On the Apple iTunes and Google Play store, the Absher app is described as an eServices application that provides users with a portal to the government of Saudi Arabia - but according to a U.S. senator and human rights groups, it's also a tool to help control Saudi women. They also claim that Absher facilitates human rights abuses, which go against Apple and Google's app policies.
It is illegal for women in the kingdom to travel without the permission of a male guardian, typically a male relative or spouse. In some cases, men have used the app to keep women from traveling outside the country.
Sayde Scarlett, of Sanctions for Saudi, which campaigns from Britain on behalf of Arab women, said: "Google and Apple portray..."
In statements sent to Business Insider, Amnesty International, Human Rights Watch, and a women's rights activist called on Apple and Google to reconsider hosting Absher on their respective app stores.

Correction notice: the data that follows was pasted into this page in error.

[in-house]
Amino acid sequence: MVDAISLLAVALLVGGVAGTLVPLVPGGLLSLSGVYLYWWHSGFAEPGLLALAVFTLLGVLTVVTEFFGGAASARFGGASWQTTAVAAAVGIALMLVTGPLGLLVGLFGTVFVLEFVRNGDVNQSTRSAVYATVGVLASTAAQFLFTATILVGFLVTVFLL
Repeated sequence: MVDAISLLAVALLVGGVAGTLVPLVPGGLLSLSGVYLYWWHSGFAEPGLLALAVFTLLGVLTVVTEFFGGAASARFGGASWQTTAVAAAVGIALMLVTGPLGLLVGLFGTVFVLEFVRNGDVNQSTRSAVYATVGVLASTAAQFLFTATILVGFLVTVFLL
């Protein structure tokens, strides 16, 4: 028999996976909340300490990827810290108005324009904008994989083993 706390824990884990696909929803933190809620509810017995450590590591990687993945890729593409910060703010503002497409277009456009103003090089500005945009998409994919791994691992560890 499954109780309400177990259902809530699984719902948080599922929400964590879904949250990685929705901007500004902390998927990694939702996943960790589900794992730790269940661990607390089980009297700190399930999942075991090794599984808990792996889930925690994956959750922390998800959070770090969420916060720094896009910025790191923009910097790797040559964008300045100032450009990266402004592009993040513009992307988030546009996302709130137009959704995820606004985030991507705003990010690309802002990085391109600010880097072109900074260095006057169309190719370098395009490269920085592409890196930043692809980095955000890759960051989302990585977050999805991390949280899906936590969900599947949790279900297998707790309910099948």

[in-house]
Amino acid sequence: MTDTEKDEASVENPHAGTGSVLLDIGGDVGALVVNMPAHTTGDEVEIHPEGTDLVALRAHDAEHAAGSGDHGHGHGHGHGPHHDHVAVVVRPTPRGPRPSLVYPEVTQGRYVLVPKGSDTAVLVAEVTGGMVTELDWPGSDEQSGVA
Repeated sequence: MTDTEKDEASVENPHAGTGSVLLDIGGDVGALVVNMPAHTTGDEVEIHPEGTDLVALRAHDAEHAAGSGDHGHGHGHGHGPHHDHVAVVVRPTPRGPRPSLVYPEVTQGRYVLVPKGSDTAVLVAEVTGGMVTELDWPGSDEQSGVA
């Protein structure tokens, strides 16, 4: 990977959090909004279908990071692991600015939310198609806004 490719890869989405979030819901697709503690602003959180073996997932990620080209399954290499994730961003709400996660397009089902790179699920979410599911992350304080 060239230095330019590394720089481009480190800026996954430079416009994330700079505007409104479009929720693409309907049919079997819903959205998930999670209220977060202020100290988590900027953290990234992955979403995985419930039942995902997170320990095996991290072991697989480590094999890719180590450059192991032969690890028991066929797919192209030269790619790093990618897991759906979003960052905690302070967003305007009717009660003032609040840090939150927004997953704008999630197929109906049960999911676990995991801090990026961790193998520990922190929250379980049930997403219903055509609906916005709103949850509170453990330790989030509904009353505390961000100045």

"The use of the Absher app to curtail the movement of women once again highlights the disturbing system of discrimination against women under the guardianship system and the need for genuine human rights reforms in the country, rather than just social and economic reforms."The Saudi Embassy in Washington did not immediately respond to a request for comment".
On Google Play, Absher has been downloaded more than a million times and has a rating of 4.6. "So, you can safely browse your profile or your family members, or labors [sic] working for you, and perform a wide range of eServices online".
"You would think the government would use technology to move forward but instead they are moving backwards", one 25-year-old Saudi woman said in the report.